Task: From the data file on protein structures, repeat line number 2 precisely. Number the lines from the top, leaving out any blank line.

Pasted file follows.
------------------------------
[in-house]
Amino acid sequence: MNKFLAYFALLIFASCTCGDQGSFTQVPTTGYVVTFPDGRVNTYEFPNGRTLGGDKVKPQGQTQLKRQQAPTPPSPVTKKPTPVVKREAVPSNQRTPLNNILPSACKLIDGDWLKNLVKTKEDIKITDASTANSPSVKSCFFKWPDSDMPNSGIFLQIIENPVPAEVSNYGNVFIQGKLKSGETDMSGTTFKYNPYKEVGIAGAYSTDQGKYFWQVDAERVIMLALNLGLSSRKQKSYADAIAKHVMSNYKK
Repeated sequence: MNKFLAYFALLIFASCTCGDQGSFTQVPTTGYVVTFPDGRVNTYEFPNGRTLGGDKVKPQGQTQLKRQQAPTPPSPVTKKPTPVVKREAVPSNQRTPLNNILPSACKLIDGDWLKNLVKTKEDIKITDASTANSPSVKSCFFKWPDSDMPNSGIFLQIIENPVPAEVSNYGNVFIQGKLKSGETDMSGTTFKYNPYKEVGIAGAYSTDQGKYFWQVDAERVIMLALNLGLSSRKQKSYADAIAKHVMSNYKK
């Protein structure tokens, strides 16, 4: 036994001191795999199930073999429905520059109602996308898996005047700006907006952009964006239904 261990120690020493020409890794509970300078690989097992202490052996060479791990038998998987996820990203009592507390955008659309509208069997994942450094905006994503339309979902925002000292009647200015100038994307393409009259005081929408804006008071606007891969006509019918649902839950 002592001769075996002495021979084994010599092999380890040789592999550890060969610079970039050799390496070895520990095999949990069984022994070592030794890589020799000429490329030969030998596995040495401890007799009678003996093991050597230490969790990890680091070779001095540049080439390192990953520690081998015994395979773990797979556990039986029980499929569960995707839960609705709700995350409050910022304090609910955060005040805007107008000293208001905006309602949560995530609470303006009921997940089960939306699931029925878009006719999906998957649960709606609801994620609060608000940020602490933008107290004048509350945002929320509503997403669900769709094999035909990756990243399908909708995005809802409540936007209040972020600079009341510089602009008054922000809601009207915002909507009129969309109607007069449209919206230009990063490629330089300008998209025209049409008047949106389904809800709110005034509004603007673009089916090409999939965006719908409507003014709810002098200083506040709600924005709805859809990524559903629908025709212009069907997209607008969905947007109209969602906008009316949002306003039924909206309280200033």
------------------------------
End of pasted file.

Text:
Amino acid sequence: MNKFLAYFALLIFASCTCGDQGSFTQVPTTGYVVTFPDGRVNTYEFPNGRTLGGDKVKPQGQTQLKRQQAPTPPSPVTKKPTPVVKREAVPSNQRTPLNNILPSACKLIDGDWLKNLVKTKEDIKITDASTANSPSVKSCFFKWPDSDMPNSGIFLQIIENPVPAEVSNYGNVFIQGKLKSGETDMSGTTFKYNPYKEVGIAGAYSTDQGKYFWQVDAERVIMLALNLGLSSRKQKSYADAIAKHVMSNYKK